All Systems Goo: Fiction Inspired by Sonic Youth
A cursory look around the Internet turns up little Sonic Youth–inspired fan fiction, so let's invent some. Thurston Moore and Kim Gordon as battling vampires, say, re-enacting millennia's worth of frustrated, undying love in the post-apocalyptic ruins of 2110 New York City; Lee Ranaldo, Russian spy, taking unwitting government employees as lovers for sport; Steve Shelly leading the Knicks back to glory. After all, if David Browne's recent Sonic Youth bio, Goodbye 20th Century, revealed anything, it was the fact that the four bandmates, in their blank, reflective cool, are perfect for all sorts of wishful projections. Noise: Fiction Inspired by Sonic Youth, a new, ungainly anthology edited by Peter Wild, takes further liberties still: Way out past fan fiction, Wild's anthology invites 20-odd writers to dress up and play rock band.
Wild has been down this road before, it turns out, with 2007's Perverted by Language: Fiction Inspired by the Fall. One likes to imagine that collection as a kind of reprint of various Mark E. Smith lyrics—"The boy is like a uh-uh!" But alas, the two anthologies share the same design: Writers cop song titles from a band with a lot of back catalog, and the rest is, well—not even Lee Ranaldo knows. "Are they responding to the music itself?" the SY guitarist asks in Noise's foreword. "The work ethic? Some epiphany they had at a gig out in a cornfield somewhere, as we played on in the furious distorted bliss of rapturous feedback?"
Wild has recruited an excess of talented writers to supply answers to these questions, among them Tom McCarthy, Mary Gaitskill, Shelley Jackson, and Eileen Myles. To them goes the task of writing around such impossibly overdetermined song titles as "Kool Thing; Or Why I Want to Fuck Patty Hearst." Like cigarettes and French kissing, Sonic Youth have served since their inception as an instant litmus test of teenage cool, and this too becomes a burden for Noise's writers. The residual anxiety about measuring up to such famous cultural outlaws is often palpable. Why else begin a story with "Sue Carlyle was shopping for a penis"?
In fact, it's possible to construct a kind of high-school-cafeteria typology of the various contributions to Wild's book. First, enter those writers who mistake the famously countercultural Sonic Youth (a clean-cut, well-mannered foursome if there ever was one) for Mötley Crüe, and who therefore up their own shock quotient accordingly. Include here Scott Mebus's dildo-checking "Bull in the Heather," a story about an ailing lesbian love affair and a big, black prosthesis; Rachel Trezise's "On the Strip," which takes the Mulholland Drive route and features a trick-turning, smack-shooting runaway; and Steven Sherrill's "Flower," a tale that conjures up a churchgoing prude who manages to be offended by a teenager with a tongue-stud and a propensity to sing Kim Gordon's mildly profane lyrics out loud.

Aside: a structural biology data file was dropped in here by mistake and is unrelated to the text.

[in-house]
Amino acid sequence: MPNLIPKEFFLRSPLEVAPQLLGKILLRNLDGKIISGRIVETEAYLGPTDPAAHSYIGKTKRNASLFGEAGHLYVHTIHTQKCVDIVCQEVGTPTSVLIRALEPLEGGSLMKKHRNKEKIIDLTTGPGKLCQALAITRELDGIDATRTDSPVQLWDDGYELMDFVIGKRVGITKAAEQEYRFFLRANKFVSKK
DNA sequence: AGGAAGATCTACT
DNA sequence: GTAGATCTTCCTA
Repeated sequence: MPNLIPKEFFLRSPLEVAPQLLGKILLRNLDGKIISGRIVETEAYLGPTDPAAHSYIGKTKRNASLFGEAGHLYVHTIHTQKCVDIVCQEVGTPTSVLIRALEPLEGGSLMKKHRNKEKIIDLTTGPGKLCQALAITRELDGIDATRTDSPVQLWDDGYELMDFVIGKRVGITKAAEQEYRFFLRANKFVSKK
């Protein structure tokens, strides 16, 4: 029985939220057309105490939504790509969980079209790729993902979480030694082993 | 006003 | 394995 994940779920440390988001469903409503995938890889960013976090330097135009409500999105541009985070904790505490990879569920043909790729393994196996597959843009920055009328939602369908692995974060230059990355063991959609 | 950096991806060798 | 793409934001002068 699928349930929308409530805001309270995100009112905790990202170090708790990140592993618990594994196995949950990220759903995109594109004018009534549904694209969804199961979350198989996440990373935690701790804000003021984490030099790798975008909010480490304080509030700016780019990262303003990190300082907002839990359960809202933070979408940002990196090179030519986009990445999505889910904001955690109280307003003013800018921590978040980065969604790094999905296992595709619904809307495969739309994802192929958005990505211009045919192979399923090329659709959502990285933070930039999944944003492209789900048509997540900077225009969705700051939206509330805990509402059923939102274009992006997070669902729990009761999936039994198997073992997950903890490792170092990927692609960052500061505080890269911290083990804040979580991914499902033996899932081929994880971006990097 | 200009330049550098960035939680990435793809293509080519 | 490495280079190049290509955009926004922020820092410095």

Then there are those contributors who seem unhealthily enthralled by their chosen titles—the idea being, I guess, that they've signed up for a Sonic Youth cover band. In this variation, success looks something like a faithful rendition: "Sunday comes alone again," begins Hiag Akmakjian's "Sunday," a story that lifts the original song's downer vibe, dead-end plot, and first four words.
Sonic Youth, of course, are a band that knows something about inspiration. To get into Sonic Youth was to get into, at one point or another, Dodie Bellamy or d.a. levy, Gerhard Richter or Glenn Branca—all the various artists name-checked in song titles and liner notes, cover art and cryptic lyrics. The band's myriad, notorious influences—Richard Kern, Dan Graham, Raymond Pettibon, and so on—often become collaborators: music-video directors, roadies, baby-sitters. Authors like Shelley Jackson, who take the band's assimilative model as their own, fare better in Noise. Jackson's "My Friend Goo" creates a fanciful, doomed outpost of civilization, the murky titular mass looming on the other side of the wall: "It spindled up, then collapsed back on itself till the tip touched, forming arches that thinned to threads and snapped. It slung a cord up at a gull and yanked it back, burped up feathers like foam." In a brief introduction to her story, Jackson writes: "Sonic Youth does to songs what I want to do to stories: pulls back the plot, ups the gurgle and squawk." Sonic Youth's goo becomes in Jackson's story emblematic of the ineffable in the art we love.
Wild's concept, as helplessly constricted as it leaves most of the writers in Noise, can yield startling results. Laird Hunt's "Kissability," in its distillation of inchoate teenage longing, is in its own way as lovely a passage as anything in pop music. A young girl in a small town bristles with boredom and excitement, "balancing on the roof of the long-empty doghouse under the stars, then back on the couch in the living room . . . then down in my room, in the basement, where the posters stared at me and the walls creaked and some motherfucker cricket went to work."
A short story is no substitute for publicly lighting a guitar on fire, and those stories in Noise—the majority, unfortunately—that shoot for such an alien effect tend to fail, often miserably. Literature has its own capacity to mutate and feedback: "Even now, if you've noticed," writes Jackson, "I sometimes sound more like a storm than a person." Fiction can do anything, really, except play the chords to "Teenage Riot." And for that, thankfully, we still have Sonic Youth.
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